Although growth in output and employment slowed during the first quarter, the Committee continues to expect that, with appropriate policy accommodation, economic activity will expand at a moderate pace, with labor market indicators continuing to move toward levels the Committee judges consistent with its dual mandate. [emphasis]
One year before that, the last day in April 2014, it was frozen temperatures. “Information received since the Federal Open Market Committee met in March indicates that growth in economic activity has picked up recently, after having slowed sharply during the winter in part because of adverse weather conditions.” For four years in a row, ever since the economy has been judged officially with risks finally balanced, there is always “will expand at a moderate pace” actually balanced with reasons why it didn’t. Or, in the case of early 2016, no mention at all of what was perfectly obvious.
How can it be “transitory” then, when if year after year of what should be balanced risks there are only those to the downside? Even the statement on inflation, and the evolution of the official position on inflation, betrays these definitions. The FOMC says that “transitory” energy price differences will give way and that in the “medium term” inflation will stabilize around 2%. Given the history of the PCE Deflator as well as that wording we can only conclude that “medium term” no longer applies to something like a five-year period.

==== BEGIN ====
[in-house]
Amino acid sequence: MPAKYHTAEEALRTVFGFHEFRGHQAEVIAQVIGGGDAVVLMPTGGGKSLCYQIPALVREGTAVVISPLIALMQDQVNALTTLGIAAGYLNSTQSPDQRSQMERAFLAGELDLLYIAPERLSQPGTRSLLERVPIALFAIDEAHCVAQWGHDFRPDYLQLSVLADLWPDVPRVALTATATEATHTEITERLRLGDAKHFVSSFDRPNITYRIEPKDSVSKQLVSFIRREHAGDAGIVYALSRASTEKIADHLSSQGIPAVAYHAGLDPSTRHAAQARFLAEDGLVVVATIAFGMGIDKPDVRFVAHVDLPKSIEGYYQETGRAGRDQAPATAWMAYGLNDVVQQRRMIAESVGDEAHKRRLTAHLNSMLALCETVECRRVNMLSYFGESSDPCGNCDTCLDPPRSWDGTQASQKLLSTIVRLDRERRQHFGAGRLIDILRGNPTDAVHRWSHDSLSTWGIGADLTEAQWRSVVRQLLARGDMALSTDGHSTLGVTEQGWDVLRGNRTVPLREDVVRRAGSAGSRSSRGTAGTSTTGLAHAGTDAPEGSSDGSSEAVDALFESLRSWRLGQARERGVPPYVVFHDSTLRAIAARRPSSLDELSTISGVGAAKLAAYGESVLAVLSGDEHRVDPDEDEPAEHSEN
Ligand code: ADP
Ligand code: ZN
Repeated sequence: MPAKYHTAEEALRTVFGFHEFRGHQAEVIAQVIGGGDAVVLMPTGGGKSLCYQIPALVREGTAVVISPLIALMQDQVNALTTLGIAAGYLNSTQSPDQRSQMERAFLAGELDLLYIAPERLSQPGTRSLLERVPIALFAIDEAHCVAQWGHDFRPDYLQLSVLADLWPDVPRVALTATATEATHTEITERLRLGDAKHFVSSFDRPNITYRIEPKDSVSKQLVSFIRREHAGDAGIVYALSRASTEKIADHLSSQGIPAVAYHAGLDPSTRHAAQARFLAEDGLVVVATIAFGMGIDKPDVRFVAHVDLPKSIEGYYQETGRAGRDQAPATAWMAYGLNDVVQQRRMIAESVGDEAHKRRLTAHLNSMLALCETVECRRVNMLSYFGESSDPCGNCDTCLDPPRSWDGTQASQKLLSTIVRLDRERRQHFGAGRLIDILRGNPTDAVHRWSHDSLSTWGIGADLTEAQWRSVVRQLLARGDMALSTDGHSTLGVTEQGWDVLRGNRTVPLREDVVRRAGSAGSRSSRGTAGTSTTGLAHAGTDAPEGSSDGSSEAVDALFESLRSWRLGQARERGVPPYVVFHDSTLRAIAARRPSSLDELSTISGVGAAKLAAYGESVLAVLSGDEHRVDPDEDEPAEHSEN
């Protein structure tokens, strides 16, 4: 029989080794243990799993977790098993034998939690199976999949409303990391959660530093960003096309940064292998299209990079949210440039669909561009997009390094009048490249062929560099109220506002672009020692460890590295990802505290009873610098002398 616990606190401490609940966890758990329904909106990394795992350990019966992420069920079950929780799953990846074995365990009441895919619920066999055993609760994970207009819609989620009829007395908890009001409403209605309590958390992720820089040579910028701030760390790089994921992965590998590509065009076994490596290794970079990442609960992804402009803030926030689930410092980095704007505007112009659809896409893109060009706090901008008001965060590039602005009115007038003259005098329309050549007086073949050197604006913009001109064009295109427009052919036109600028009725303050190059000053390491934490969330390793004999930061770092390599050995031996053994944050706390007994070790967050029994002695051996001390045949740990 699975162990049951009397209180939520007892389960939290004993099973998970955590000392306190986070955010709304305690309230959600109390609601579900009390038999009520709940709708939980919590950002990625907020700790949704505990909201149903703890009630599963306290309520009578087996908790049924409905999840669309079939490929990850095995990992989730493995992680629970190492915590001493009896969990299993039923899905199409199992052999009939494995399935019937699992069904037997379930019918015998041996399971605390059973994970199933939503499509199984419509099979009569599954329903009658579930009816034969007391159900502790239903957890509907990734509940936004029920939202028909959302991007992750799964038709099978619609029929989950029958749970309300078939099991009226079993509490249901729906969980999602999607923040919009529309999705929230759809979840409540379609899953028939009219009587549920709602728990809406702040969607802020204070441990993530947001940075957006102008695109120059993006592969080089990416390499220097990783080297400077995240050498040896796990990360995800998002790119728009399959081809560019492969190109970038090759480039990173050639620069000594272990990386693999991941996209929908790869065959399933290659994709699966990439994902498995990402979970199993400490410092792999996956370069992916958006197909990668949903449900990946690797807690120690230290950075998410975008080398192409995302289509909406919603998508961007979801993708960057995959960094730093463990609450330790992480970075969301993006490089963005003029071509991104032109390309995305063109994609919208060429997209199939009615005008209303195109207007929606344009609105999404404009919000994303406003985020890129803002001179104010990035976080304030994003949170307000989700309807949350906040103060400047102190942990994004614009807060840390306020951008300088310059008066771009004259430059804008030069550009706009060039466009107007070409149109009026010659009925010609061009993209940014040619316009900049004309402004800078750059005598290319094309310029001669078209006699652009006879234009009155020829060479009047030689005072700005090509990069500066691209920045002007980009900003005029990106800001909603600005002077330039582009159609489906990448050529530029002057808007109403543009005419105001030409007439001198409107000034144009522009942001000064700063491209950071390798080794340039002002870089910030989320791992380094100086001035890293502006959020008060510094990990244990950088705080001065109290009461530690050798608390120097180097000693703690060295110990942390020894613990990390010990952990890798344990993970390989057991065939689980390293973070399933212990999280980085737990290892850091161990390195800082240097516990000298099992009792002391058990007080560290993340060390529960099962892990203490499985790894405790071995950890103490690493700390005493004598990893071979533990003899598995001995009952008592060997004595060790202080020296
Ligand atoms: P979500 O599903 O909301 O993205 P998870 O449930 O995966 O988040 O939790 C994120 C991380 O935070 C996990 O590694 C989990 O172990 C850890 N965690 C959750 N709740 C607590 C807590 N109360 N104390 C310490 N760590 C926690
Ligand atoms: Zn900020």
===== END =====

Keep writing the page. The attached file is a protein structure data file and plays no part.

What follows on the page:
One out of 59 months does not indicate “stabilize” at all, especially when ironically it was oil prices, still not “transitorily” weak, that achieved what no amount of monetary policy could. It is overlooked in the year-over-year comparisons, but WTI remains less than half of what it was in 2014 when the weather was so bad. It immediately proposes what constant if temporary weakness might actually mean.
That is, almost nothing in the FOMC statements over the past four years is or has come true. It is a bunch of words that excite people in the media but for practical purposes intends solely to mislead about an economy that “should be”, but in reality would have been long before now if it was going to happen. Weakness year after year cannot be transitory even if the individual occurrences of it are.